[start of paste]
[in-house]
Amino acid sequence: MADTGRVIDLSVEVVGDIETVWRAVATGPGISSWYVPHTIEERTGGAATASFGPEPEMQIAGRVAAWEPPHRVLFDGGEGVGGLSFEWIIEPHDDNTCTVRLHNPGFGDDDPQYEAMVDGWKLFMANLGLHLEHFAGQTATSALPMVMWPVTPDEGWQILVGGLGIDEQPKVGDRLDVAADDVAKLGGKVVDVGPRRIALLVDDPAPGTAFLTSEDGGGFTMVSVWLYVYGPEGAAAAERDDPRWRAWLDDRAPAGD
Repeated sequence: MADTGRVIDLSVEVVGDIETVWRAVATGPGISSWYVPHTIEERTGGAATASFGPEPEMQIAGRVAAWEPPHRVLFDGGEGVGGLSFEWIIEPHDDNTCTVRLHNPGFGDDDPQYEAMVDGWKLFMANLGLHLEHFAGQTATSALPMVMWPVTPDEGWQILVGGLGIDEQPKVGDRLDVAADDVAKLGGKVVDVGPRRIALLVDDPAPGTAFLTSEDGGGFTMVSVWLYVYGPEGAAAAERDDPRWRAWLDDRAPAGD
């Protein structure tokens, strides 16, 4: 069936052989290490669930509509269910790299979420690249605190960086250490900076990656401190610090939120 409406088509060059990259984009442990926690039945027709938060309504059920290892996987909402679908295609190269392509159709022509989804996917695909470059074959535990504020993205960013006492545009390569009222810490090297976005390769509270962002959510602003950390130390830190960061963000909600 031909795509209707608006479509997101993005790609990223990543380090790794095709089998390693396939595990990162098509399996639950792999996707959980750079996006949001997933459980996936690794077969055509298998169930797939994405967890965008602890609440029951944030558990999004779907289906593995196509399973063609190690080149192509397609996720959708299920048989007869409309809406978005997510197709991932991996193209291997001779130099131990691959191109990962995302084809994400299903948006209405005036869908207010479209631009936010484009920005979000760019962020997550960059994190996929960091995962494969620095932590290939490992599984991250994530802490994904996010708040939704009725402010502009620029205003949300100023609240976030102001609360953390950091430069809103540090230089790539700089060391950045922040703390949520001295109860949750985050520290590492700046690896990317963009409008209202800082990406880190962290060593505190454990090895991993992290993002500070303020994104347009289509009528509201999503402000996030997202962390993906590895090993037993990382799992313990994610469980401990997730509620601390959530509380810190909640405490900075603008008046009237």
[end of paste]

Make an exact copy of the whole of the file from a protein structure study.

[in-house]
Amino acid sequence: MADTGRVIDLSVEVVGDIETVWRAVATGPGISSWYVPHTIEERTGGAATASFGPEPEMQIAGRVAAWEPPHRVLFDGGEGVGGLSFEWIIEPHDDNTCTVRLHNPGFGDDDPQYEAMVDGWKLFMANLGLHLEHFAGQTATSALPMVMWPVTPDEGWQILVGGLGIDEQPKVGDRLDVAADDVAKLGGKVVDVGPRRIALLVDDPAPGTAFLTSEDGGGFTMVSVWLYVYGPEGAAAAERDDPRWRAWLDDRAPAGD
Repeated sequence: MADTGRVIDLSVEVVGDIETVWRAVATGPGISSWYVPHTIEERTGGAATASFGPEPEMQIAGRVAAWEPPHRVLFDGGEGVGGLSFEWIIEPHDDNTCTVRLHNPGFGDDDPQYEAMVDGWKLFMANLGLHLEHFAGQTATSALPMVMWPVTPDEGWQILVGGLGIDEQPKVGDRLDVAADDVAKLGGKVVDVGPRRIALLVDDPAPGTAFLTSEDGGGFTMVSVWLYVYGPEGAAAAERDDPRWRAWLDDRAPAGD
């Protein structure tokens, strides 16, 4: 069936052989290490669930509509269910790299979420690249605190960086250490900076990656401190610090939120 409406088509060059990259984009442990926690039945027709938060309504059920290892996987909402679908295609190269392509159709022509989804996917695909470059074959535990504020993205960013006492545009390569009222810490090297976005390769509270962002959510602003950390130390830190960061963000909600 031909795509209707608006479509997101993005790609990223990543380090790794095709089998390693396939595990990162098509399996639950792999996707959980750079996006949001997933459980996936690794077969055509298998169930797939994405967890965008602890609440029951944030558990999004779907289906593995196509399973063609190690080149192509397609996720959708299920048989007869409309809406978005997510197709991932991996193209291997001779130099131990691959191109990962995302084809994400299903948006209405005036869908207010479209631009936010484009920005979000760019962020997550960059994190996929960091995962494969620095932590290939490992599984991250994530802490994904996010708040939704009725402010502009620029205003949300100023609240976030102001609360953390950091430069809103540090230089790539700089060391950045922040703390949520001295109860949750985050520290590492700046690896990317963009409008209202800082990406880190962290060593505190454990090895991993992290993002500070303020994104347009289509009528509201999503402000996030997202962390993906590895090993037993990382799992313990994610469980401990997730509620601390959530509380810190909640405490900075603008008046009237």